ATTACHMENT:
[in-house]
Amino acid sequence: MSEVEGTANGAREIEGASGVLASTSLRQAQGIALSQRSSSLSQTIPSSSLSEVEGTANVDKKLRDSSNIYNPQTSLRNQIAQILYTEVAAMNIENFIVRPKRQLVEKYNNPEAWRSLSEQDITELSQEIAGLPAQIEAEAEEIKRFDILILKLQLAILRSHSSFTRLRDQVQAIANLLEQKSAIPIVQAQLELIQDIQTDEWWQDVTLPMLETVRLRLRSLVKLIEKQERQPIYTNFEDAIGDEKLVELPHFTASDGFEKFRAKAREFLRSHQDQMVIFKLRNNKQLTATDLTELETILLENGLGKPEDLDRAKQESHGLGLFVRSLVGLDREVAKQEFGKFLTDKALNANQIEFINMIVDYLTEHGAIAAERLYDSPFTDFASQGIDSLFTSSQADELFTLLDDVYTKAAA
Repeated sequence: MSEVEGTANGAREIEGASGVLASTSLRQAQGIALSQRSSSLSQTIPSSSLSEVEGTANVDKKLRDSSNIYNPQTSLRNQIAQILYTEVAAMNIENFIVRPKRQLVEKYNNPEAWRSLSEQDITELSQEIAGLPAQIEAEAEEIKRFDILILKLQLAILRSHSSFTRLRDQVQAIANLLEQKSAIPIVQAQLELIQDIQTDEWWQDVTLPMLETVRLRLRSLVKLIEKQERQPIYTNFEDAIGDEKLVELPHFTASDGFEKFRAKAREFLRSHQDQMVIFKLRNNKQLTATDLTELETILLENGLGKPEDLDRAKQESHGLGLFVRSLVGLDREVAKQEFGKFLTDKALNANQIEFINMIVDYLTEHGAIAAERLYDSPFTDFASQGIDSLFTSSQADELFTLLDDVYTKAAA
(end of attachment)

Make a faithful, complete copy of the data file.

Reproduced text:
[in-house]
Amino acid sequence: MSEVEGTANGAREIEGASGVLASTSLRQAQGIALSQRSSSLSQTIPSSSLSEVEGTANVDKKLRDSSNIYNPQTSLRNQIAQILYTEVAAMNIENFIVRPKRQLVEKYNNPEAWRSLSEQDITELSQEIAGLPAQIEAEAEEIKRFDILILKLQLAILRSHSSFTRLRDQVQAIANLLEQKSAIPIVQAQLELIQDIQTDEWWQDVTLPMLETVRLRLRSLVKLIEKQERQPIYTNFEDAIGDEKLVELPHFTASDGFEKFRAKAREFLRSHQDQMVIFKLRNNKQLTATDLTELETILLENGLGKPEDLDRAKQESHGLGLFVRSLVGLDREVAKQEFGKFLTDKALNANQIEFINMIVDYLTEHGAIAAERLYDSPFTDFASQGIDSLFTSSQADELFTLLDDVYTKAAA
Repeated sequence: MSEVEGTANGAREIEGASGVLASTSLRQAQGIALSQRSSSLSQTIPSSSLSEVEGTANVDKKLRDSSNIYNPQTSLRNQIAQILYTEVAAMNIENFIVRPKRQLVEKYNNPEAWRSLSEQDITELSQEIAGLPAQIEAEAEEIKRFDILILKLQLAILRSHSSFTRLRDQVQAIANLLEQKSAIPIVQAQLELIQDIQTDEWWQDVTLPMLETVRLRLRSLVKLIEKQERQPIYTNFEDAIGDEKLVELPHFTASDGFEKFRAKAREFLRSHQDQMVIFKLRNNKQLTATDLTELETILLENGLGKPEDLDRAKQESHGLGLFVRSLVGLDREVAKQEFGKFLTDKALNANQIEFINMIVDYLTEHGAIAAERLYDSPFTDFASQGIDSLFTSSQADELFTLLDDVYTKAAA